Early in A Fan’s Notes, Frederick Exley describes his memories of taking the long journey with his father from Upstate New York to the Manhattan hotel whereupon they sought out New York Giants coach, Steve Owen. Their mission was to propose the idea of Owens’s Giants playing and exhibition game against the semi-professional team Exley’s father managed. Exley’s father was a bit of a local football legend upstate and for young Freddie, aged eight at the time of this remembrance, an absolute god. When they finally confront Owen, Owen very quickly, but gently dismissed the idea. They ride home defeated. Exley writes:
…”my father’s shadow was so imposing that I had scarcely ever, until that moment, had any identity of my own….Steve Owen not only gave me an identity; he proved to me my father was vulnerable.”
Hearing Frederick Exley describe his love for the New York Football Giants in A Fan’s Notes is a lot like hearing Charles Manson describe his love for the Beatles. Someone’s gonna get hurt here.
In as much as Nick Hornby’s Fever Pitch presents the sports fan as an affable, well meaning bundle of neurosis, Exley’s picture is far grimmer. Whereas Hornby’s obsession isolates him on Saturdays and at worst, hurts the feelings of a friend or two, Exley’s obsession with the Giants is perhaps all that keeps him on planet Earth. The rest of the time, there are ruined relationships, abandoned children, sporadic stays at institutions and alcohol…lots and lots of alcohol.
This book is strongly autobiographical which brings an extra wince as Exley unfolds his past and his foils. Each new phase of adulthood brings a new inability to fit into conventional America. All the while this stumbling journey is contrasted against his love for the iconic football team he loves and moreover, its supreme hero Frank Gifford.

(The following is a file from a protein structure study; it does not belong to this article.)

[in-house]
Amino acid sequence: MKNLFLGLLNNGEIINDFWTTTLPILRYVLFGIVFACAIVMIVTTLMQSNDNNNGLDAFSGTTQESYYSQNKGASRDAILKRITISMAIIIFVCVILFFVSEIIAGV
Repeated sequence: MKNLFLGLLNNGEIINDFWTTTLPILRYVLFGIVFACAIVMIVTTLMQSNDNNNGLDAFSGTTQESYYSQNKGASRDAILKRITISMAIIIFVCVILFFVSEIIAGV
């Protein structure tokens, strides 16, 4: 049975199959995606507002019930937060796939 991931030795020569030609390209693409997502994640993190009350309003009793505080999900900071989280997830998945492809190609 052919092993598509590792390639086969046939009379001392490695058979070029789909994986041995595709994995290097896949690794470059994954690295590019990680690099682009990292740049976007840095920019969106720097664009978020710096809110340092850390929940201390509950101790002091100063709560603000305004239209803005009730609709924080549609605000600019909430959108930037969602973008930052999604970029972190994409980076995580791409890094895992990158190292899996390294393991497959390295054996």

Much of the story is placed in upstate New York, that other New York that doesn’t belong to the world but poignantly belongs only to those who’ve lived there.
A Fan’s Notes is a study in survival. Exley makes no excuses when he is unable to find his fit in the world. His inability to maintain relationships and find contentment in…anything, he blames only himself and attributes his lack of equilibrium to an essentially random and uncaring universe.
The despair felt in this story is balanced with immeasurably eloquent writing. Although Exley seems not to love life, he does demonstrate an incredible love of language. This is not an easy read and should only be attempted in a quiet room with a dictionary on your lap.
This book scares the crap out of me. As eloquent as Exley is, he seems to so easily be drawn into the abyss. 'What's keeping me in line?' I'm left to wonder. For a long time I harbored my own unhealthy love for the New York Mets. This love seemed to have been deepest at a time where I read no books, never would visit a museum and rarely had anything between my ears that could be considered an original thought. I lived a life devoid of ideas. Eventually, I changed and things occupied my life and the Mets vacated. My sports neurosis was there because nothing else was.
A Fan’s Notes is available from Vintage Contemporaries. I got this as a gift from my brother.